The LP “Circus World Event… The Ring Leader” is a high-concept album that envisions our world as a carnival with one ringleader (God) and an imposter (Satan). It’s clear that there is one thing that CY doesn’t lack–and that is ambition.
There are definitely some possible detrimental side effects to having an album that reaches for such great heights. From an instrumental standpoint, “Circus World Event” is mostly on-point. The majority of the production sounds like what you would hear when you went with your family to Barnum & Bailey Brothers as a kid; from the carousal music to the upbeat clown song. However, CY runs into some road blocks along the way, as the album often strays from the narrative it intends to tell in regards to the lyrical content. Plus, it doesn’t seem like CY differentiates between Circuses and Carnivals.
Though CY was raised by two New Orleans pastors, his rhyme style is more akin to the standard East Coast rapper than one would think. His voice varies from a grizzled mixture of Busta Rhymes and Xzibit to something far softer, depending on the message intended.
“The Flip Side Trapeze (Last First Event)” is an example of CY’s more aggressive side. He drops some quality bars to open the cut:
“Check the acrobatical high-wire act
Hope you don’t fall and lose your balance when the high-wire snap
I swing and I flip and I cross the track
Like I’m on a trapeze
Plus you like a fat sneeze
Yo, you can’t leave
Once you enter the tent…”
Here, CY effectively puts you in the circus environment and changes the pace of his flow masterfully, making this one of the nicest on the disc.
“Eternal Ferris Wheel” is a good follow-up, as the light rings of the xylophone are some of the most distinctive within the beat. This is a celebration of God and the eternal after life. Both featured artists, Mark J and Sean Slaughter, offer quite nice verses, including one that has a loose reggae accent.
While CY’s music can be enjoyable, there are times that the religious influence in his music can feel contrived, as is the case with a lot of gospel rap. One example of this is the chorus of “Take A Look,” when he raps:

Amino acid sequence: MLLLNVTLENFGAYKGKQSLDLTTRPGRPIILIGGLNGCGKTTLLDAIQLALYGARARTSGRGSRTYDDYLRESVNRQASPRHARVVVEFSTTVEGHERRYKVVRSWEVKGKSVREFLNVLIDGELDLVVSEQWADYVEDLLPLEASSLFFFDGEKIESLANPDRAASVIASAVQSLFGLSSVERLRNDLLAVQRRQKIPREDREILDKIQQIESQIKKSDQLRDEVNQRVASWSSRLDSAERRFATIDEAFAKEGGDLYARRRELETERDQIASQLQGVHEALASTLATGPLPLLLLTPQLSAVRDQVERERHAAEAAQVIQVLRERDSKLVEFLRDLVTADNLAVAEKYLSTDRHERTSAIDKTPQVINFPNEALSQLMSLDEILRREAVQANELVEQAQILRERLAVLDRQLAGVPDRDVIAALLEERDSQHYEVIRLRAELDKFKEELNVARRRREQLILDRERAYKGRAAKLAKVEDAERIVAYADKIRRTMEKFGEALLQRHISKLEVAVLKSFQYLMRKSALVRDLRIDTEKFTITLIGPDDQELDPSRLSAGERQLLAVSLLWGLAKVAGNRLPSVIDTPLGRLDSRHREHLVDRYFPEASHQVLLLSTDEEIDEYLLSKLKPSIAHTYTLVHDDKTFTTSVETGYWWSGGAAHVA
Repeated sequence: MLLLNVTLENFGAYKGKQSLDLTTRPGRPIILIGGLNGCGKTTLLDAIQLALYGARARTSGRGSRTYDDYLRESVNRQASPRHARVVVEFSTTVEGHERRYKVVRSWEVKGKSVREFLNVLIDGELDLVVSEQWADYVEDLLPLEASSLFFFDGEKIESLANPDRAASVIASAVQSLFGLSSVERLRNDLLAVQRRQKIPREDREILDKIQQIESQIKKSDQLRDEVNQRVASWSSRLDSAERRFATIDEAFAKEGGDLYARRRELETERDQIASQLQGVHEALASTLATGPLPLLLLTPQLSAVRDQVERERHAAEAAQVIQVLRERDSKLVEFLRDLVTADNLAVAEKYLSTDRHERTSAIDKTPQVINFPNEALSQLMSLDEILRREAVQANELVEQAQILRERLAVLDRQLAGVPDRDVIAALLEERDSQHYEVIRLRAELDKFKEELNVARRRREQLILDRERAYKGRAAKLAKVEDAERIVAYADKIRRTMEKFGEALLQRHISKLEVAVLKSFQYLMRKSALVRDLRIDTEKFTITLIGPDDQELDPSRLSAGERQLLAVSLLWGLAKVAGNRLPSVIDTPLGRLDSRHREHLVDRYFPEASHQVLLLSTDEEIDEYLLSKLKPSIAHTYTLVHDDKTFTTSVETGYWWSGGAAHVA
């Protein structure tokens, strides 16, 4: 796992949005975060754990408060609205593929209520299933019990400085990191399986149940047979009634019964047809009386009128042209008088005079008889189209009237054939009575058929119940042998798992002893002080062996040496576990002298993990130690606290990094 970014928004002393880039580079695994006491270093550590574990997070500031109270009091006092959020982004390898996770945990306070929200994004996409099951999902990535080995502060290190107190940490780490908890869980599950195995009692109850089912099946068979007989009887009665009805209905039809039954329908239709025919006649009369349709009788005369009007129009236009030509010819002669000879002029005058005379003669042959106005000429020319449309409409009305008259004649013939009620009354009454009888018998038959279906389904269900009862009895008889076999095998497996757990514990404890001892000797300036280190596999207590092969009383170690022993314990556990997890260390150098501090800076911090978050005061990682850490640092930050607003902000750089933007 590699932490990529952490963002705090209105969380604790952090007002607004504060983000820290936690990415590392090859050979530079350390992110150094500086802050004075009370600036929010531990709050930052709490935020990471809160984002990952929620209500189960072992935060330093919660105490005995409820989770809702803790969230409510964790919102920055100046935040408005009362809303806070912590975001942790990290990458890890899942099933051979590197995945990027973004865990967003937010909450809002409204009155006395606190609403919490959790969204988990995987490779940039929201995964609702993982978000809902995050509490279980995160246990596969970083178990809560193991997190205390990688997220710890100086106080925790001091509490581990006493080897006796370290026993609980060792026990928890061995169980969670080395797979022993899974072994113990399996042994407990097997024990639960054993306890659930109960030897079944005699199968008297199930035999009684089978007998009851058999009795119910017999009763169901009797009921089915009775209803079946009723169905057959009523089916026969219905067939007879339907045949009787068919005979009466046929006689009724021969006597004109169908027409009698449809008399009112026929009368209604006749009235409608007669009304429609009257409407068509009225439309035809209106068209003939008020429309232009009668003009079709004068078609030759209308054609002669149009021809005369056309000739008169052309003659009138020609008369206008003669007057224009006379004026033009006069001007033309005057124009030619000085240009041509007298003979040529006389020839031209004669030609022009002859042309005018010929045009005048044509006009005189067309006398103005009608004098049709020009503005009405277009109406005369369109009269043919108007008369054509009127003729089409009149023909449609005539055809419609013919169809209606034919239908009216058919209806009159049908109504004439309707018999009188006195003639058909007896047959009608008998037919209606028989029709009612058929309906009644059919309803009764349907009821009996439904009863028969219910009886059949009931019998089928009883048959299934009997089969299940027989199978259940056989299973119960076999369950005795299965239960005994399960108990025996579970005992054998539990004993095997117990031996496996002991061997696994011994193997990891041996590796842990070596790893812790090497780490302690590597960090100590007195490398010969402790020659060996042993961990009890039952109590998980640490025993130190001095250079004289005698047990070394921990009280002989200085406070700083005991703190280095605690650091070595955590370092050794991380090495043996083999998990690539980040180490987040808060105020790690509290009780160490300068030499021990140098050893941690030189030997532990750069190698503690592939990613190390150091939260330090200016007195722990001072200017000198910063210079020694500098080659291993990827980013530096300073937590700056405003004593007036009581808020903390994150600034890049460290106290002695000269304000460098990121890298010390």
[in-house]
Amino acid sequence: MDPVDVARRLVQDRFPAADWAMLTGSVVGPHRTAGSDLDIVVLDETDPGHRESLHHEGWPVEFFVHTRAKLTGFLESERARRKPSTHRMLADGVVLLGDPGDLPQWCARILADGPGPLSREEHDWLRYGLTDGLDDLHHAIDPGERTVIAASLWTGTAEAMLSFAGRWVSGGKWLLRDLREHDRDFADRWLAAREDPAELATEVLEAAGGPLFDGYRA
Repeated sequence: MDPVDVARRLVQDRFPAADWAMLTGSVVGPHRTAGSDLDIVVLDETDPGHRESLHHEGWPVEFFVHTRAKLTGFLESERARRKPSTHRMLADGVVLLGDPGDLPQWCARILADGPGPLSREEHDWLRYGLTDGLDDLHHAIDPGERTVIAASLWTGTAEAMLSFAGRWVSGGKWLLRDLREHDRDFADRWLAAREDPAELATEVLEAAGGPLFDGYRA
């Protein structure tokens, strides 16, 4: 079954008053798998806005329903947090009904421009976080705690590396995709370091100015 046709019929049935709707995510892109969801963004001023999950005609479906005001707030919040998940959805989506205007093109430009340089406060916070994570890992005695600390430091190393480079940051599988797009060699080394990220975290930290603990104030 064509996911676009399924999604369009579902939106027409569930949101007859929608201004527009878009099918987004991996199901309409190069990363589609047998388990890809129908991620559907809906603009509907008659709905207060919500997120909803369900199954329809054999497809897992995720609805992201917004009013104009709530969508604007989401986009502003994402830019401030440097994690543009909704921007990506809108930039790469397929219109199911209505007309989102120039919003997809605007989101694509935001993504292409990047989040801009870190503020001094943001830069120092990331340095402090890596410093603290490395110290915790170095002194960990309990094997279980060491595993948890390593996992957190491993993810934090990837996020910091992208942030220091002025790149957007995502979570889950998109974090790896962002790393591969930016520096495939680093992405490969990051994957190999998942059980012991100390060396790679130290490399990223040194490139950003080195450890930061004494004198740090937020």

“Everybody get up
It’s time to see what God sees in your life while living
Everybody wake up
Take a look and see through the eyes of the one never sinning
C’mon, every get up
Look twice at your heart and see if you’re living what’s written
Everybody get up…”
Not only does the hook feel forced, but it is also redundant. Further, this track and several others abandon the conceptual aspect of this album regarding the Carnival-feel.
“Struggle” also fails to conform to the “Circus World Event” feel. It features an R&B artist, Gina Gross, harmonizing over subdued piano keys. As the title suggests, this is about all of CY’s difficulties through the course of his life. It is technically one of the most proficient offerings but, again, it does not seem to belong sandwiched in amongst this release.
That’s pretty much the gist of it; “Circus World Event… The Ringleader” is a hit and miss affair that sometimes strays from its vision. CY is better than most rappers that try to promote the higher power within their music because he is not so soft and his guests deliver for the most part. Yet, with plenty of room for improvement, he isn’t the ringleader quite yet.